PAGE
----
what you should know  Richly flavored and intensely aromatic, these golden-orange threads are the dried stigmas of the saffron crocus. Harvesting saffron takes some doing: each thread is picked by hand. An acre of flowers yields only about 10 pounds of saffron, making it worth more than its weight in gold (and, ounce for ounce, the most expensive spice in the world). not mellow yellow A little saffron goes a long way. Just a few strands -- which can smell hay-like or brightly medicinal -- add a distinct color and flavor to a dish. to dye for Saffron has a history as a dye, both for clothing and for food. If you want to give a dish that telltale color, soak the threads in warm water for 10-20 minutes and then cook with the infused liquid. toasty warm If you're going to use saffron threads without soaking them first, lightly toast them to enhance the flavor. blooming Saffron crocuses are blooming right about now. If you are very industrious, you can grow your own -- Andrea from Andrea's Recipes is just about ready to harvest hers. what you need Saffron threads are absolutely crucial if you're making paella. You can make do with a wide saucepan or Dutch oven, but it's much simpler to go from stovetop to table in a pretty paella pan. Joyce Goldstein explores the wide-ranging traditions of Jewish cooking in the Mediterranean in her book Saffron Shores. If you decide to grow your own saffron, White Flower Farms offers a variety of bulbs. And if your thumb is not as green as you'd like, a copy of Gayla Trail's You Grow Girl (and regular visits to her wonderful blog) will set you on the path for prosperous gardening. what you do Persian chicken and rice glistens with golden beets and saffron. Saffron is the star of a Provençal-inspired seafood stew. Broil them, grill them, serve them on ice cream -- no matter how you serve them, saffron-infused pineapples are bright and delicious. An elegant presentation of tapenade and saffron aioli makes pan-smoked tomato bisque a beautiful main course. Cook and Eat created an elegant soup for any season, pairing saffron with citrus and a cranberry-balsamic meringue. Try a Sardinian take on paella from Efisio Farris' Sweet Myrtle & Bitter Honey. Featured: A fall-perfect featured recipe for this week's Root Source Challenge -- gorgeous saffron-pumpkin macarons. Congratulations to Helen of Tartelette! Find more saffron recipes at Cookthink.com. And if you haven't yet signed up for a free account at Cookthink, do it now!

Thumb_tomatosauceTomato paste vs. tomato purée vs. tomato sauce

Thumb_tomatosauceTomato paste vs. tomato purée vs. tomato sauce

Do you sometimes get these confused? Tomato paste is made from tomatoes that have been cooked for a few hours, strained and reduced into a rich, sweet paste. Tomato paste is most commonly used in pizza sauce. A dollop of tomato paste adds a dark, savory flavor to soups and stews. Tomato purée consists of tomatoes that have been cooked briefly and strained to produce a thick, tangy liquid. Tomato purée is used in soups, stews and sauces to add the tomato flavoring without the texture. We use it as the flavor base in certain recipes, this Indian chicken stew, for example. Tomato sauce refers to any sauce made out of tomatoes. That includes the ubiquitous Italian tomato sauce with all its variations, as well as Indian and Thai curries that have a tomato base. Tomato sauce can be canned, jarred or fresh. Time-willing, we prefer to make our own. Try this lasagna with homemade Italian tomato sauce.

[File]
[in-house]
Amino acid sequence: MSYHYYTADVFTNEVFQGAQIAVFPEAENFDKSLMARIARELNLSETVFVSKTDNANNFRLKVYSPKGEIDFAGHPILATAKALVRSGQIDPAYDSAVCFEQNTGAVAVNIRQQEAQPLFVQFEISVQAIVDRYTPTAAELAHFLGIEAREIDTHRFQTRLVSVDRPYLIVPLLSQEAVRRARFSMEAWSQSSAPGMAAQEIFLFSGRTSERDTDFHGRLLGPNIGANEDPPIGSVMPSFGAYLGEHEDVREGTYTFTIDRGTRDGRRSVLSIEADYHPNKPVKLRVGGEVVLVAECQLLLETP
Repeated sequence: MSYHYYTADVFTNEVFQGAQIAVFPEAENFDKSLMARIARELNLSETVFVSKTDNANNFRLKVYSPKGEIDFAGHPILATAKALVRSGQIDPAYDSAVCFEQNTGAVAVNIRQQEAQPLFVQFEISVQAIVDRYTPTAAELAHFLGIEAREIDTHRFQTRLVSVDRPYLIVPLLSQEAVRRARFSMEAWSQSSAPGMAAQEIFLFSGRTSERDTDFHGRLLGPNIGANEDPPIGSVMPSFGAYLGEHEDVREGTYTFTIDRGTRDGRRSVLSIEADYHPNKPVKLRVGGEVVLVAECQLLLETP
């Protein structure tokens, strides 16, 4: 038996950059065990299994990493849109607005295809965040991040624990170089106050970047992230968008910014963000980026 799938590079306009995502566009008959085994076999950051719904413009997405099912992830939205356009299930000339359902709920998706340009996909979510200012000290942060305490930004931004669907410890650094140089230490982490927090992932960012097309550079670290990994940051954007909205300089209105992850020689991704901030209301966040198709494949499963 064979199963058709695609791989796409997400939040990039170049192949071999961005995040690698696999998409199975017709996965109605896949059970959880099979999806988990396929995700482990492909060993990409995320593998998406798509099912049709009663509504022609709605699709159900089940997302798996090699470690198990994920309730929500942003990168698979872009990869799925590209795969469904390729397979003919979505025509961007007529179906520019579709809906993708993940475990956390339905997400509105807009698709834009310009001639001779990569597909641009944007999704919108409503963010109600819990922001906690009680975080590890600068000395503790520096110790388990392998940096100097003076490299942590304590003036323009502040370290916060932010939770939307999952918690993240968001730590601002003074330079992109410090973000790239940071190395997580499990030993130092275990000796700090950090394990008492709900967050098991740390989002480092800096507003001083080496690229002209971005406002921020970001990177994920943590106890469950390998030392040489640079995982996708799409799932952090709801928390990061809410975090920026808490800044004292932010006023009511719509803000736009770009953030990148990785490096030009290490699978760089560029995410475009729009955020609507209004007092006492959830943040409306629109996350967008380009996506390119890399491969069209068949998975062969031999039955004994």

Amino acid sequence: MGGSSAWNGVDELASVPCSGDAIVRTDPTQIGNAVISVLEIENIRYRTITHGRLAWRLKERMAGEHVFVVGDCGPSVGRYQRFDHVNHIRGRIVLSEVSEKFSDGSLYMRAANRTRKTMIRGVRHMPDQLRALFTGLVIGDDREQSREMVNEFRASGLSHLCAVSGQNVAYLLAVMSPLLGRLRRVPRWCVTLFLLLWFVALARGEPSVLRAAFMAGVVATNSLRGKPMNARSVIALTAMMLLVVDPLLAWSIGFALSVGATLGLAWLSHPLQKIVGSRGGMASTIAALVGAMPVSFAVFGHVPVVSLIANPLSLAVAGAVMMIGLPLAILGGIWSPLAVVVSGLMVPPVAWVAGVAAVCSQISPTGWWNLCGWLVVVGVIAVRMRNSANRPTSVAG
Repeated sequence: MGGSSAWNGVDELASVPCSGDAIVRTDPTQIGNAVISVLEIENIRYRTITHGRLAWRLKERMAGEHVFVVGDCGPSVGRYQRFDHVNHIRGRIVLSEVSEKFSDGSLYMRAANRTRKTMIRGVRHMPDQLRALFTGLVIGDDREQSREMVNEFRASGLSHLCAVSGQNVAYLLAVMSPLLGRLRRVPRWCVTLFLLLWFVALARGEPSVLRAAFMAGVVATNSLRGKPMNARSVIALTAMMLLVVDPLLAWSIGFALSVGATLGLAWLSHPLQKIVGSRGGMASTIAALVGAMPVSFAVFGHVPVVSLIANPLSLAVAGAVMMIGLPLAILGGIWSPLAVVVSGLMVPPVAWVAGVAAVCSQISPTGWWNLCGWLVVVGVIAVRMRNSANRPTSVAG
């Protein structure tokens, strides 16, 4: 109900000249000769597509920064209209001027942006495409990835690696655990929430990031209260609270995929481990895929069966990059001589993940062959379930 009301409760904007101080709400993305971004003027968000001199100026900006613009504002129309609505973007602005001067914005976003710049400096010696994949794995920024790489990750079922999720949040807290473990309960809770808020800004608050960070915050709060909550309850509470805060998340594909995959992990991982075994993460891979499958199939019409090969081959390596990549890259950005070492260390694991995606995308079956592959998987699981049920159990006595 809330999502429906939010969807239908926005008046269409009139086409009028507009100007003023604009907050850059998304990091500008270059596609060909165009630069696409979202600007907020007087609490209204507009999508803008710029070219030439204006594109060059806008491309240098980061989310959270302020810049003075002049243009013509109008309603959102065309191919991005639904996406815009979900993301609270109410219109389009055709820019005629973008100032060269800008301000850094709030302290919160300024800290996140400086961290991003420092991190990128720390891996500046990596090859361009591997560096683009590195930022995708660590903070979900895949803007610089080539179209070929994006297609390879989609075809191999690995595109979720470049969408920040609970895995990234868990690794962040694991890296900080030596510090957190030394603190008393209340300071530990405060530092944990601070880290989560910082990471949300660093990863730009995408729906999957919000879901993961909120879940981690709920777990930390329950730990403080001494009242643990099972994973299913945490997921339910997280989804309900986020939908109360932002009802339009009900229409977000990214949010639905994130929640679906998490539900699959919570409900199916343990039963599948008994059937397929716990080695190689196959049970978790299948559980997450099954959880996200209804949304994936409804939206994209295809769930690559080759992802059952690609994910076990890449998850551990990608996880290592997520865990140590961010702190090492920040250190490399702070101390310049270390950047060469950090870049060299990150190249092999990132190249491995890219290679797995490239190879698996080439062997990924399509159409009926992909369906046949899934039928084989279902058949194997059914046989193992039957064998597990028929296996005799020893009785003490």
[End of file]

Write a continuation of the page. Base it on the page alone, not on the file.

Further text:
Thumb_prawnWhat is the difference between a shrimp and a prawn?

Thumb_prawnWhat is the difference between a shrimp and a prawn?

In some culinary circles, the word "prawn" is used to describe a large shrimp. In other circles, "shrimp" is used exclusively to describe both shrimp and prawns. And to further complicate matters, in other circles, "prawn" is used exclusively to describe both shrimp and prawns. So is there a difference between the two? Yes, there is a difference. Technically, shrimp and prawns are separate species, with mildly different gill structures and tastes. The saltwater crustacean known as a shrimp is found in warm water (like the Gulf of Mexico) or cold water (like the Atlantic). Much of the shrimp we eat is pond-raised. In general, the colder the water, the smaller the shrimp. Marketed according to size, shrimp are named based on the rough number of them that make up a pound. "Miniature" shrimp are so small that it take roughly 100 to make a pound, while just 10 "colossal" shrimp make a pound. A prawn is a different kind of crustacean that resembles a miniature lobster and has sweet, succulent meat. The French langoustine, Spanish langostino and Caribbean lobsterette are all prawns, as is the Italian scampi (which shouldn't be confused with the dish known in the United States as "shrimp scampi"). Freshwater prawns like the Hawaiian blue prawn look like a shrimp-and-lobster love child, with thinner bodies and longer legs than shrimp. Since in most recipes one can be substituted for the other, at Cookthink, we prefer to say "shrimp" when referring to shrimp and prawns. Using our synoynm feature, you can search for shrimp or prawns and we'll know what you're talking about.  Recipe: For recipes using shrimp and praws, take a look at the "related recipes" box on the left